1001 Albums You Must Hear Before You Die
Regardless of what Oasis's Liam Gallagher says about British rock, after the whole British Invasion thing, most of anglo-rock has been a case of following in the footsteps of what came before you. Late '80s Manchester group Happy Mondays is another example, but that's not to say the group didn't leave its own mark on its scene. "Bummed," the band's second record, both established the sound the group would become known for, while borrowing from a number of musical sources that came before. First, the influences.
First, there's the ever-lingering phantom of Mod rock, which has been present in British rock since its peak during the '60s. Although Happy Mondays was rapidly traveling towards electronica-infused rock, even Paul McCartney said that when he saw the group, it "reminded me of the Beatles in their 'Strawberry Fields' phase." The comparisons are made especially obvious during closing track "Lazyitis," which openly steals its melody from "Ticket to Ride," but replaces the lyrics with the story of a man "that shot the boss/ I pinned him down and blew his face off." The contradicting disposition alone makes the song a hilarious diversion.
But, just as the early Beatles borrowed from American country and R&B, Happy Mondays looked to the States for inspiration as well. Opener "Country Song" is purposefully stereotypical in its portrayal of country-western music, but guitarist Mark Day keeps the country feel going with the simple-chord riff for "Moving in With" (compare the guitar style with Elvis Presley's "Mystery Train"). He changes styles dramatically towards the end of the album, mimicking Motown funk instead on "Brain Dead" and "Bring A Friend."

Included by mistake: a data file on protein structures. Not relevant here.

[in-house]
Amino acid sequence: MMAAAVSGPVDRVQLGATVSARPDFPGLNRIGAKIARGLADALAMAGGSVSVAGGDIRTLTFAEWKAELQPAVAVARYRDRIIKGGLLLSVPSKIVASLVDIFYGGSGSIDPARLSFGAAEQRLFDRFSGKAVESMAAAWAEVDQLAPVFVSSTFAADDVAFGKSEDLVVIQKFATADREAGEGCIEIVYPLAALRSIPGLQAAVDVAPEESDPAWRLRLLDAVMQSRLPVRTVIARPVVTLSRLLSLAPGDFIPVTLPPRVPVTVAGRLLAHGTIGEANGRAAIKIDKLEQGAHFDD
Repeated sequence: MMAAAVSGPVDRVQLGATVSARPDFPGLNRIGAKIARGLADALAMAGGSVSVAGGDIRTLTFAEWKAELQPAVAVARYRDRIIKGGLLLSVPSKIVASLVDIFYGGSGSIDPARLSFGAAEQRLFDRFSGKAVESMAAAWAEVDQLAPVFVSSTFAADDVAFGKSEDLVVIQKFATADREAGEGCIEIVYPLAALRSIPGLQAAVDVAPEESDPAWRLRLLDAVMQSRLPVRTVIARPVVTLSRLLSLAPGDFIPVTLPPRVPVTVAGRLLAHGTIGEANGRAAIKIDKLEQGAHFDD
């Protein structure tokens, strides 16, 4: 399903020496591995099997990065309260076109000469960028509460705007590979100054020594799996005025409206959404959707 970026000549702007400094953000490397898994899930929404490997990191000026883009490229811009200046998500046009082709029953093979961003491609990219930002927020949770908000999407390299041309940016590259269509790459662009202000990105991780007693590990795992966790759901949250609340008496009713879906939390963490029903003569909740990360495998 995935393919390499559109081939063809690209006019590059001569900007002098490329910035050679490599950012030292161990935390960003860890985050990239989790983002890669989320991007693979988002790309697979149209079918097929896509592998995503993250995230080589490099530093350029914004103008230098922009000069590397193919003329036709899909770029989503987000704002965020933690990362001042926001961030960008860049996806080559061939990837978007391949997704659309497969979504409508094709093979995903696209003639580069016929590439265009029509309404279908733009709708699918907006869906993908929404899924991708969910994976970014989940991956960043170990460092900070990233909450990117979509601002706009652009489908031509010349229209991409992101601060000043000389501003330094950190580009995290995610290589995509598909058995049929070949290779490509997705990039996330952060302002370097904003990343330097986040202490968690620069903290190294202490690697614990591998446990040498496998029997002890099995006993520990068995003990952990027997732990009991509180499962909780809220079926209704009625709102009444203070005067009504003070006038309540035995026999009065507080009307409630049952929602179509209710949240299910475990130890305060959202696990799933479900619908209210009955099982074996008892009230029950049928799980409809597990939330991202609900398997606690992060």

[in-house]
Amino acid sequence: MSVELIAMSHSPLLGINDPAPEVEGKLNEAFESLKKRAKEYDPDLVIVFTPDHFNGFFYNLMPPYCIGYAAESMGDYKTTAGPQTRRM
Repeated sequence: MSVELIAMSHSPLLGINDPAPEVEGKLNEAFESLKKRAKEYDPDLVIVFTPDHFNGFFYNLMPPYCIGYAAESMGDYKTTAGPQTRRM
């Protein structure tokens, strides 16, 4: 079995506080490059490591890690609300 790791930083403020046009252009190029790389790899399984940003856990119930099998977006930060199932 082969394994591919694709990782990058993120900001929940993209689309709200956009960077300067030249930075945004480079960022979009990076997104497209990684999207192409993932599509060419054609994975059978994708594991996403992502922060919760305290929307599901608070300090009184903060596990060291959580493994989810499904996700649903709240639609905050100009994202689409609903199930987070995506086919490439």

For all of the influence the band borrowed, it doesn't get enough credit for the effect it had on its fellow Manchester musicians. The groups in the area fit into a sub-genre known as "Madchester," which generally took rock music and incorporated house electronica and dance music to make it more club-worthy. Many attribute the rise of the scene to the more popular Stone Roses (and nearby Liverpudlians Primal Scream), but the the production style of Martin Hannett on "Bummed," adding echo and reverb to the percussion, is true onset of the movement's popularity.
Happy Mondays may have been overshadowed over time by the bigger acts mentioned before, but "Bummed" served as an ignition point for the "Madchester" movement. Plus the group's following album, "Pills 'n' Thrills and Bellyaches," which will be featured later in this blog, would earn the band more renown.
INTERESTING FACT: The longest Wikipedia article on any of the six band members in Happy Mondays is for Mark "Bez" Berry, the maraca player/stage dancer. He was also in the group Black Grape with vocalist Shaun Ryder, but left over "artistic differences," whatever artistic differences a maraca player might feel. Basically, he's the real life version of Will Ferrell's cowbell-playing Gene Frenkle. As a result, to call someone a "Bez" in England is to suggest their contributions to a project are negligible.